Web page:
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Cloud Data Storage

Amazon: a Single Disaster Made Us Rethink Our Cloud Supply Chain (datacenterfrontier.com) 37

1sockchuck writes: At this week's AWS re:Invent conference, Amazon Web Services introduced new features and looked ahead to a future in which enterprise computing shifts to the cloud. But AWS also looked back at how a disaster reshaped its supply chain. In 2011, an unusually heavy monsoon season led to massive flooding in Thailand, which at the time manufactured nearly half of the world's supply of hard disk drives (HDDs). Prices soared and shortages developed, and Amazon's usual vendors were unable to deliver the volume the company sought to support its fast-growing cloud computing platform. "When a single flood hits half the manufacturing supply, and you don't have a direct relationship with suppliers, it turns out to be hard to get what you need," said AWS executive Jerry Hunter. So AWS executives jumped on a plane, flew to Thailand, and began building direct relationships that would support their shift to company-built hardware.
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Amazon: a Single Disaster Made Us Rethink Our Cloud Supply Chain

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  • by Anonymous Coward on Friday October 09, 2015 @06:08PM (#50696173)

    Seems ironic.

    • by Anonymous Coward

      Had my own personal cloud last night. It's wild what a tin of baked beans will produce. Careful with those matches.

  • by PRMan ( 959735 ) on Friday October 09, 2015 @07:08PM (#50696441)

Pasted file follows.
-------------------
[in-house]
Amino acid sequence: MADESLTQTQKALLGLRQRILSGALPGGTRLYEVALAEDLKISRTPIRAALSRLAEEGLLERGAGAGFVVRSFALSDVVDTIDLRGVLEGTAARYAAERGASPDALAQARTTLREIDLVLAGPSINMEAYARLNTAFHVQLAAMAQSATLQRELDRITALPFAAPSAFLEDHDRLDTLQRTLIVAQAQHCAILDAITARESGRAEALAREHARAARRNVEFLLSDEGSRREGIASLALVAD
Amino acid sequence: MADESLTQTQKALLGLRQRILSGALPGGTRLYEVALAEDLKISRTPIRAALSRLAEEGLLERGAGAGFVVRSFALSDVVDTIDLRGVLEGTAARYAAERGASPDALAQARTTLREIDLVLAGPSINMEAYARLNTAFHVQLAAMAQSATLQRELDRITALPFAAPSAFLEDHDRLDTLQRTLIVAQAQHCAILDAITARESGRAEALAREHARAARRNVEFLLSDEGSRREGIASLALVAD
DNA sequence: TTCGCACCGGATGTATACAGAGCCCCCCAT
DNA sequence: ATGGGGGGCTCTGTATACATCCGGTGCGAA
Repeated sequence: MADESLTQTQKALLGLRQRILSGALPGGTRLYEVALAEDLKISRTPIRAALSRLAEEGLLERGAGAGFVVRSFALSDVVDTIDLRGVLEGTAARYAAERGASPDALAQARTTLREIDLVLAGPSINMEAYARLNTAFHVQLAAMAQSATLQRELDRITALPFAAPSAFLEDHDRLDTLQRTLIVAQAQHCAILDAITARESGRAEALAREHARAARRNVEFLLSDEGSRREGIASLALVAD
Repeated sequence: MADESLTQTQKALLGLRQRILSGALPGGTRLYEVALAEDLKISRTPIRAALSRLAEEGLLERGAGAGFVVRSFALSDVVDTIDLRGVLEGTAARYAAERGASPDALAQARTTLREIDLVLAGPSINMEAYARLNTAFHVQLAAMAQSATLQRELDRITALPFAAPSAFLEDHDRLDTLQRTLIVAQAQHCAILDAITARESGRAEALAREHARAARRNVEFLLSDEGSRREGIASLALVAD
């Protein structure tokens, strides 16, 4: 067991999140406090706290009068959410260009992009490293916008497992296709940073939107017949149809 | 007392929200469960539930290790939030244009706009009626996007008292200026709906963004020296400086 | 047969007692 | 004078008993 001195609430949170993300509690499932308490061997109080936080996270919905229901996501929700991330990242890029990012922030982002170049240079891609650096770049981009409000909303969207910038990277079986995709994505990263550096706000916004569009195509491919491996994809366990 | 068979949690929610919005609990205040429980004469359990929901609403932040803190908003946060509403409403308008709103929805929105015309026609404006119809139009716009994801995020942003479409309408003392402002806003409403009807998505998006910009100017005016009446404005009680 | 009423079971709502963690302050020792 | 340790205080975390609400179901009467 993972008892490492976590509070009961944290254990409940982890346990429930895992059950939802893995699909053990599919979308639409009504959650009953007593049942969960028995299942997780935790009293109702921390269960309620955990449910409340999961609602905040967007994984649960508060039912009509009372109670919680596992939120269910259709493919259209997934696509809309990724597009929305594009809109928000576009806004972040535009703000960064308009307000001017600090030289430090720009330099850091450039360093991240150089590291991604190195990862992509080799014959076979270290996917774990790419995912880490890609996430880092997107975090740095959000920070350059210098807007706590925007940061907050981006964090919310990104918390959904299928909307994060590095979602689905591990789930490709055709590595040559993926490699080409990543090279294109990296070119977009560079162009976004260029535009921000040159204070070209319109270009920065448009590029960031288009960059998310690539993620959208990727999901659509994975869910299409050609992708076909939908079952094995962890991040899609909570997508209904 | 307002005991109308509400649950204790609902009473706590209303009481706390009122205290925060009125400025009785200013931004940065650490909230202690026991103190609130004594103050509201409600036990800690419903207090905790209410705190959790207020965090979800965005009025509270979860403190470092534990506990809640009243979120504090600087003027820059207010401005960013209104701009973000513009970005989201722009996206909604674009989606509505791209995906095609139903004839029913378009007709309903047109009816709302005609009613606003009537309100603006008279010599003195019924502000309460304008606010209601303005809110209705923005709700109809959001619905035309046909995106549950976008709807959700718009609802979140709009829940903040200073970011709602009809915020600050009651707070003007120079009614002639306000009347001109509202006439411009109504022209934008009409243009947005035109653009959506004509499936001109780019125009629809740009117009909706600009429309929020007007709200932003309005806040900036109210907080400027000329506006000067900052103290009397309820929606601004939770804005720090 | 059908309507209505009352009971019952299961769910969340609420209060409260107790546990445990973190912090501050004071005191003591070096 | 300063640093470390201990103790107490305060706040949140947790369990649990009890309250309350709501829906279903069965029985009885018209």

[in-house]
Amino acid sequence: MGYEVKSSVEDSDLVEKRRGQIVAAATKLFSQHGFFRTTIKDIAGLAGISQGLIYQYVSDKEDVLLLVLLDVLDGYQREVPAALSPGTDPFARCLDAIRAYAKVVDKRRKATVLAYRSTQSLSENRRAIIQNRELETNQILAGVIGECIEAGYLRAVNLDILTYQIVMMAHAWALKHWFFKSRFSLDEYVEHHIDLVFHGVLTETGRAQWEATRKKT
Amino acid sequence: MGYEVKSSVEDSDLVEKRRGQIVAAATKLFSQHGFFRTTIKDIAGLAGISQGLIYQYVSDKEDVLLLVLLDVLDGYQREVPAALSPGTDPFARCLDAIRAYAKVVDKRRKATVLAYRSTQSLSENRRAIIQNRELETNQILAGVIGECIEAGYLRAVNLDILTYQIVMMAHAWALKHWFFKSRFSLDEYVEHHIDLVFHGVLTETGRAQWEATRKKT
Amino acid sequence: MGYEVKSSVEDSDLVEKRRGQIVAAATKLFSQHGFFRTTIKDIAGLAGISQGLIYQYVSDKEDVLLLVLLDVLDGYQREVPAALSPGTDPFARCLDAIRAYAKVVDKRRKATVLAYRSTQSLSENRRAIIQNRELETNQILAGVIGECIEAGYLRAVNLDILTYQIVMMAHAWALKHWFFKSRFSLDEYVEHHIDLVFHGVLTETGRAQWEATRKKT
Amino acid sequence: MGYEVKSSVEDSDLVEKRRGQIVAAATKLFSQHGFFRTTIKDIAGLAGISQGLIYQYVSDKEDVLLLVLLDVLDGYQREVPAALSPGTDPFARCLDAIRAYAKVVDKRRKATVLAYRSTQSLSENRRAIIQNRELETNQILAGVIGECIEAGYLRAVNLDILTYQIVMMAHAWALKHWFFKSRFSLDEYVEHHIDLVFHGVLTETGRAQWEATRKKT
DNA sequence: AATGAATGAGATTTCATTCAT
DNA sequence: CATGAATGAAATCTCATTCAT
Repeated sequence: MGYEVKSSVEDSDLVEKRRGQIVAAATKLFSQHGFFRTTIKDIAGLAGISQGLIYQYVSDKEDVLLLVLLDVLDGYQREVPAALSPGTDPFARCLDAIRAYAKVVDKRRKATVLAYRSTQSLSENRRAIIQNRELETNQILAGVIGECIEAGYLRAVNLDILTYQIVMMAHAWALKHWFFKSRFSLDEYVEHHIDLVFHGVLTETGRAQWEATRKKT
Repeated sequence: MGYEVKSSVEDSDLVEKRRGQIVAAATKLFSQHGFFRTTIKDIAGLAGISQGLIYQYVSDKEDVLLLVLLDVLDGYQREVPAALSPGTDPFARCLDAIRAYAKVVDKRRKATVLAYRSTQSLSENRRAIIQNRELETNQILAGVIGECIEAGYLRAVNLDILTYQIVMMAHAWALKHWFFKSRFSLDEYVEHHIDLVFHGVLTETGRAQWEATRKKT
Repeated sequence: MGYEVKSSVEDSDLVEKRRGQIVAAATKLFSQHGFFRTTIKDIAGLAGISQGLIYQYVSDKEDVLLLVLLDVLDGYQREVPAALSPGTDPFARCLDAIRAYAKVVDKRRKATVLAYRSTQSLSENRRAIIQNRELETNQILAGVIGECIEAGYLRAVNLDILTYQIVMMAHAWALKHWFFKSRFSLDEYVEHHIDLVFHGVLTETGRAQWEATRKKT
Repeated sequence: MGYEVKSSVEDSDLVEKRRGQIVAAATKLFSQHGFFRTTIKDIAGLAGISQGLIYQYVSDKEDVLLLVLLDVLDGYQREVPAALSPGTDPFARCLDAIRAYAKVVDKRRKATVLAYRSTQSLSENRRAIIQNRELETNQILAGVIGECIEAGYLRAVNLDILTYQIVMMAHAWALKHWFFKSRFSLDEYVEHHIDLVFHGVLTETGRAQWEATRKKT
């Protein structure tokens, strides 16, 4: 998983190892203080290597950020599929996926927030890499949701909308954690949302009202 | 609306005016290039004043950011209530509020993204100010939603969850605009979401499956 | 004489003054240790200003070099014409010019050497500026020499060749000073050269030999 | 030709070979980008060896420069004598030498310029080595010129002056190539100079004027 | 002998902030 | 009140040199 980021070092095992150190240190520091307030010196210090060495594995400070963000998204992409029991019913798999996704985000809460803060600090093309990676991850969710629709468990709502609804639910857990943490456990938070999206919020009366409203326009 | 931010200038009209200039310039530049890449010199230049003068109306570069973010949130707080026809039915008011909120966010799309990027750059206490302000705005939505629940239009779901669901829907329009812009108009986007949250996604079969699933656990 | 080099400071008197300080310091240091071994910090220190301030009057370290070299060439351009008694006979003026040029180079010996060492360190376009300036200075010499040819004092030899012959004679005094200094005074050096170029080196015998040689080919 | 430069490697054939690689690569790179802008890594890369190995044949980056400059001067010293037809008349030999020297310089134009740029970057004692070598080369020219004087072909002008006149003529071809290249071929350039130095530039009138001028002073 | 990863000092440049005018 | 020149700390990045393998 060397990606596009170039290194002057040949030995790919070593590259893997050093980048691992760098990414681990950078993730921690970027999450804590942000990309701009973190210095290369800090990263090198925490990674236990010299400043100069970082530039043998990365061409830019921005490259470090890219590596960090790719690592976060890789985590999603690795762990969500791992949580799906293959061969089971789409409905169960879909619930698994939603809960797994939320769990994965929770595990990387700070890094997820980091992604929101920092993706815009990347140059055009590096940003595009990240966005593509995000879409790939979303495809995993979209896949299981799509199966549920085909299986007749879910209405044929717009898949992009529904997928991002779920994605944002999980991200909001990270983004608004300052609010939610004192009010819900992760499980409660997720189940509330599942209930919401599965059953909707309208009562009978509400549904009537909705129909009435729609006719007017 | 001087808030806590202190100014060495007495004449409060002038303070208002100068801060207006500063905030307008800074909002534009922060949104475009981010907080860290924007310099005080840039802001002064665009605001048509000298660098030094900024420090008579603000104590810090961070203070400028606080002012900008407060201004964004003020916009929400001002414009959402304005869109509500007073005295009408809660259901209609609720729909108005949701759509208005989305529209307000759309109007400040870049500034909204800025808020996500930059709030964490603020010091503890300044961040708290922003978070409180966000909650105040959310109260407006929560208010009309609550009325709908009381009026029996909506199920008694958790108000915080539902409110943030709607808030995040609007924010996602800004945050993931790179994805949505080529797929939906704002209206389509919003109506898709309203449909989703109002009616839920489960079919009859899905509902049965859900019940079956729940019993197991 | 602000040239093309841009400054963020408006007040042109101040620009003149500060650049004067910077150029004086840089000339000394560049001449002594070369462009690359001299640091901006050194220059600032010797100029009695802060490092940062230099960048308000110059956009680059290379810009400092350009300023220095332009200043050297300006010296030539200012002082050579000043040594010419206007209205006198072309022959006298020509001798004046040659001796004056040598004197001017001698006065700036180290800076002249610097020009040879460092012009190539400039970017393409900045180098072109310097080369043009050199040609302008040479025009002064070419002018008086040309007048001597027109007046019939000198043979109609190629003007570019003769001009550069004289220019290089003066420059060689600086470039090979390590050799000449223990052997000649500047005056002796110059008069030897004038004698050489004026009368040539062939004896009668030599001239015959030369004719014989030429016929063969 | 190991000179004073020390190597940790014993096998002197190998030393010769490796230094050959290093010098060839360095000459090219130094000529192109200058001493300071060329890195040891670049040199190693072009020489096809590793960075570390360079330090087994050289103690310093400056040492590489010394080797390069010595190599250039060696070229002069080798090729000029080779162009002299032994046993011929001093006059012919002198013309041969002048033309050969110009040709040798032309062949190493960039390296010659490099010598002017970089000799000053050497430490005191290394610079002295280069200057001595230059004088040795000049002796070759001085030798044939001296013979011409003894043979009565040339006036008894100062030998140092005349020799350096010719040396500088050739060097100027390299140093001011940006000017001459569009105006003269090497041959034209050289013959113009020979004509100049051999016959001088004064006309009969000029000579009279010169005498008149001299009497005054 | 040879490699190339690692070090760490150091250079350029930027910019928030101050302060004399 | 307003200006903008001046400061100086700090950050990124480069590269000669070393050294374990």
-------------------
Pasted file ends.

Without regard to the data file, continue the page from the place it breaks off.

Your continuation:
I looked at the time, and Intel lost so much money on CPUs and motherboards that they would have been better off upgrading people to SSDs for free.
  • And nothing changed (Score:4, Informative)

    by guruevi ( 827432 ) <.eb.ebucgnikoms. .ta. .ive.> on Friday October 09, 2015 @07:15PM (#50696461) Homepage

    So they flew to Thailand and cut out the middle man. Besides a small savings on their purchases, the next monsoon they'll still be without their drives. The problem wasn't that the distributors were piling up stocks, it's that they were physically unable to manufacture them.

    • by Anonymous Coward

      Yeah.. re-thinking would be finding a way to source their storage needs that was less geographically centralized.

    • by Anonymous Coward

      What's funny is that I've heard from people inside one of the big drive manufacturers (mid-level management based in Thailand) that production capacity wasn't really impacted by the flooding at all. They said it was more of a psychological and market-reaction storm than anything else.

    • The problem wasn't that the distributors were piling up stocks, it's that they were physically unable to manufacture them.

      Nope, the problem was that Amazon couldn't get ahold of the first ones manufactured when they did get going again. Timing matters.

      You build relationships to call in favors. The minor price savings of "no middle-man" was just a side-effect.

  • by Anonymous Coward

    They could have just bought the drives from Amazon.

    Right?

  • You can skip this one. The linked article contains nothing more about hard disk supply, it just explains what Amazon Snowball is.

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